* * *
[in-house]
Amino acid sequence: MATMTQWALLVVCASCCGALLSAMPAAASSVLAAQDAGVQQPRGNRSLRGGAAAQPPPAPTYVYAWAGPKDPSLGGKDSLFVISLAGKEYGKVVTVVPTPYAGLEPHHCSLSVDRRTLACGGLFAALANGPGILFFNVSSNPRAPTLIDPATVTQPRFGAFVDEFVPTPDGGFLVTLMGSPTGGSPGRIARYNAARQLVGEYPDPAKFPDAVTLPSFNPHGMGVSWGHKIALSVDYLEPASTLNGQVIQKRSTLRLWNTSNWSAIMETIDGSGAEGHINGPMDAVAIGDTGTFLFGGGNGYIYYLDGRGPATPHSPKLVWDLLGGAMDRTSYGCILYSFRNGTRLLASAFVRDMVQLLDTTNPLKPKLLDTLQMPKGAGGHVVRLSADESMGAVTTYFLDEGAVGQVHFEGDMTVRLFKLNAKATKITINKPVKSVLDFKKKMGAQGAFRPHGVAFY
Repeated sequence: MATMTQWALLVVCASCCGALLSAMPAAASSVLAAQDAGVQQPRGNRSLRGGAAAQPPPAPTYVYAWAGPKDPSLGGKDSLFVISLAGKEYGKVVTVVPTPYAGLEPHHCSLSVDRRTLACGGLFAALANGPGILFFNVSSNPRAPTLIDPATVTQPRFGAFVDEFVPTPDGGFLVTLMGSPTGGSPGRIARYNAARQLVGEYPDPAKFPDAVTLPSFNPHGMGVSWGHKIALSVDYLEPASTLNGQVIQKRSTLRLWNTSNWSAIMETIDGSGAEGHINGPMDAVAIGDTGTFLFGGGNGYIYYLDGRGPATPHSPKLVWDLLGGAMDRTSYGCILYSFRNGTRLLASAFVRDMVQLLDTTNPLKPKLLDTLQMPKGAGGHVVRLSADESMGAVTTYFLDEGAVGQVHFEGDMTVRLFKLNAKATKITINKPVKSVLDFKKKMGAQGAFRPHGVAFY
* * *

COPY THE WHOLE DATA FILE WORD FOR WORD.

[in-house]
Amino acid sequence: MATMTQWALLVVCASCCGALLSAMPAAASSVLAAQDAGVQQPRGNRSLRGGAAAQPPPAPTYVYAWAGPKDPSLGGKDSLFVISLAGKEYGKVVTVVPTPYAGLEPHHCSLSVDRRTLACGGLFAALANGPGILFFNVSSNPRAPTLIDPATVTQPRFGAFVDEFVPTPDGGFLVTLMGSPTGGSPGRIARYNAARQLVGEYPDPAKFPDAVTLPSFNPHGMGVSWGHKIALSVDYLEPASTLNGQVIQKRSTLRLWNTSNWSAIMETIDGSGAEGHINGPMDAVAIGDTGTFLFGGGNGYIYYLDGRGPATPHSPKLVWDLLGGAMDRTSYGCILYSFRNGTRLLASAFVRDMVQLLDTTNPLKPKLLDTLQMPKGAGGHVVRLSADESMGAVTTYFLDEGAVGQVHFEGDMTVRLFKLNAKATKITINKPVKSVLDFKKKMGAQGAFRPHGVAFY
Repeated sequence: MATMTQWALLVVCASCCGALLSAMPAAASSVLAAQDAGVQQPRGNRSLRGGAAAQPPPAPTYVYAWAGPKDPSLGGKDSLFVISLAGKEYGKVVTVVPTPYAGLEPHHCSLSVDRRTLACGGLFAALANGPGILFFNVSSNPRAPTLIDPATVTQPRFGAFVDEFVPTPDGGFLVTLMGSPTGGSPGRIARYNAARQLVGEYPDPAKFPDAVTLPSFNPHGMGVSWGHKIALSVDYLEPASTLNGQVIQKRSTLRLWNTSNWSAIMETIDGSGAEGHINGPMDAVAIGDTGTFLFGGGNGYIYYLDGRGPATPHSPKLVWDLLGGAMDRTSYGCILYSFRNGTRLLASAFVRDMVQLLDTTNPLKPKLLDTLQMPKGAGGHVVRLSADESMGAVTTYFLDEGAVGQVHFEGDMTVRLFKLNAKATKITINKPVKSVLDFKKKMGAQGAFRPHGVAFY